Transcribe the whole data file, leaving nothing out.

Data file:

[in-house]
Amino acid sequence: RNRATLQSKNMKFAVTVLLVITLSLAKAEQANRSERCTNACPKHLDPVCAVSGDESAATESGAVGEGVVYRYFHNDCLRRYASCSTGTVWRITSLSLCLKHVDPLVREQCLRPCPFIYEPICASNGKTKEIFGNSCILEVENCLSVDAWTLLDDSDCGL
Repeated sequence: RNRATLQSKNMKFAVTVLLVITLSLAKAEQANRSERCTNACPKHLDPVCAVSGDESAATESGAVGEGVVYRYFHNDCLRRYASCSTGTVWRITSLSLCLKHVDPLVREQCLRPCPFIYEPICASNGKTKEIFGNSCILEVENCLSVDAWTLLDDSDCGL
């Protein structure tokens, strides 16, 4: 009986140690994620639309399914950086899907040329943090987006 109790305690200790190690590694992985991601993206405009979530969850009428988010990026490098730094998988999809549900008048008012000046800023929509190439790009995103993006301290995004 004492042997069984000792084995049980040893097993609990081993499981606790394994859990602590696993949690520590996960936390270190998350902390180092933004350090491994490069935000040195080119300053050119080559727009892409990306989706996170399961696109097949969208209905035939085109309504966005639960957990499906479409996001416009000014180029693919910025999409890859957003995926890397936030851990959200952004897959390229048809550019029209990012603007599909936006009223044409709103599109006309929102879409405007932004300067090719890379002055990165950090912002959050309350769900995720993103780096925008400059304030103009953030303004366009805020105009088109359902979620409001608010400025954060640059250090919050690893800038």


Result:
[in-house]
Amino acid sequence: RNRATLQSKNMKFAVTVLLVITLSLAKAEQANRSERCTNACPKHLDPVCAVSGDESAATESGAVGEGVVYRYFHNDCLRRYASCSTGTVWRITSLSLCLKHVDPLVREQCLRPCPFIYEPICASNGKTKEIFGNSCILEVENCLSVDAWTLLDDSDCGL
Repeated sequence: RNRATLQSKNMKFAVTVLLVITLSLAKAEQANRSERCTNACPKHLDPVCAVSGDESAATESGAVGEGVVYRYFHNDCLRRYASCSTGTVWRITSLSLCLKHVDPLVREQCLRPCPFIYEPICASNGKTKEIFGNSCILEVENCLSVDAWTLLDDSDCGL
């Protein structure tokens, strides 16, 4: 009986140690994620639309399914950086899907040329943090987006 109790305690200790190690590694992985991601993206405009979530969850009428988010990026490098730094998988999809549900008048008012000046800023929509190439790009995103993006301290995004 004492042997069984000792084995049980040893097993609990081993499981606790394994859990602590696993949690520590996960936390270190998350902390180092933004350090491994490069935000040195080119300053050119080559727009892409990306989706996170399961696109097949969208209905035939085109309504966005639960957990499906479409996001416009000014180029693919910025999409890859957003995926890397936030851990959200952004897959390229048809550019029209990012603007599909936006009223044409709103599109006309929102879409405007932004300067090719890379002055990165950090912002959050309350769900995720993103780096925008400059304030103009953030303004366009805020105009088109359902979620409001608010400025954060640059250090919050690893800038």